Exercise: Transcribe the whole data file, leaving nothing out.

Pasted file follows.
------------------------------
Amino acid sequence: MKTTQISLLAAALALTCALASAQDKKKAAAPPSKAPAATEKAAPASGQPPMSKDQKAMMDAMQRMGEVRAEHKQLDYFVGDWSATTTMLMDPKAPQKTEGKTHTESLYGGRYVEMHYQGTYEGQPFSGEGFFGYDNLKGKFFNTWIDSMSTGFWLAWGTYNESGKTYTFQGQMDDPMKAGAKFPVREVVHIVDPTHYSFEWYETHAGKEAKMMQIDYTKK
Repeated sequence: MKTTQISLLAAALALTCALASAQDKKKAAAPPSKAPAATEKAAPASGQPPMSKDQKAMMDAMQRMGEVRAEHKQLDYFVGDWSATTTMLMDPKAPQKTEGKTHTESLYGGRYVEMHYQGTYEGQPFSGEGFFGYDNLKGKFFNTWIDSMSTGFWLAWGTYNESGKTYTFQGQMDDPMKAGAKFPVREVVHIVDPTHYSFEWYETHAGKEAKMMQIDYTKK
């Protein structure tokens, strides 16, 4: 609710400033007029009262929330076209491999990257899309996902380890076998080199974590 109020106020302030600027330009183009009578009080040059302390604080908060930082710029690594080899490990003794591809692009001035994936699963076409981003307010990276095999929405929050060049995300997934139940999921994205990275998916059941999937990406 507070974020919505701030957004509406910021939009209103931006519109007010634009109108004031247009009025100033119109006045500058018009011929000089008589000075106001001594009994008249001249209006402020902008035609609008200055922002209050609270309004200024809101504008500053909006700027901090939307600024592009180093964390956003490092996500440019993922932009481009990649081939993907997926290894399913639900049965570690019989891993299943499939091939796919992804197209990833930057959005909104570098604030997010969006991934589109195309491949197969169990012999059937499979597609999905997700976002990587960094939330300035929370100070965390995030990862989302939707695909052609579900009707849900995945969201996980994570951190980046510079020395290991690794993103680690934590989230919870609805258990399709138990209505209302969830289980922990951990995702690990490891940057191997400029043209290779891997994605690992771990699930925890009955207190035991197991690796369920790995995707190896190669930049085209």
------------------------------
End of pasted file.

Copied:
Amino acid sequence: MKTTQISLLAAALALTCALASAQDKKKAAAPPSKAPAATEKAAPASGQPPMSKDQKAMMDAMQRMGEVRAEHKQLDYFVGDWSATTTMLMDPKAPQKTEGKTHTESLYGGRYVEMHYQGTYEGQPFSGEGFFGYDNLKGKFFNTWIDSMSTGFWLAWGTYNESGKTYTFQGQMDDPMKAGAKFPVREVVHIVDPTHYSFEWYETHAGKEAKMMQIDYTKK
Repeated sequence: MKTTQISLLAAALALTCALASAQDKKKAAAPPSKAPAATEKAAPASGQPPMSKDQKAMMDAMQRMGEVRAEHKQLDYFVGDWSATTTMLMDPKAPQKTEGKTHTESLYGGRYVEMHYQGTYEGQPFSGEGFFGYDNLKGKFFNTWIDSMSTGFWLAWGTYNESGKTYTFQGQMDDPMKAGAKFPVREVVHIVDPTHYSFEWYETHAGKEAKMMQIDYTKK
């Protein structure tokens, strides 16, 4: 609710400033007029009262929330076209491999990257899309996902380890076998080199974590 109020106020302030600027330009183009009578009080040059302390604080908060930082710029690594080899490990003794591809692009001035994936699963076409981003307010990276095999929405929050060049995300997934139940999921994205990275998916059941999937990406 507070974020919505701030957004509406910021939009209103931006519109007010634009109108004031247009009025100033119109006045500058018009011929000089008589000075106001001594009994008249001249209006402020902008035609609008200055922002209050609270309004200024809101504008500053909006700027901090939307600024592009180093964390956003490092996500440019993922932009481009990649081939993907997926290894399913639900049965570690019989891993299943499939091939796919992804197209990833930057959005909104570098604030997010969006991934589109195309491949197969169990012999059937499979597609999905997700976002990587960094939330300035929370100070965390995030990862989302939707695909052609579900009707849900995945969201996980994570951190980046510079020395290991690794993103680690934590989230919870609805258990399709138990209505209302969830289980922990951990995702690990490891940057191997400029043209290779891997994605690992771990699930925890009955207190035991197991690796369920790995995707190896190669930049085209």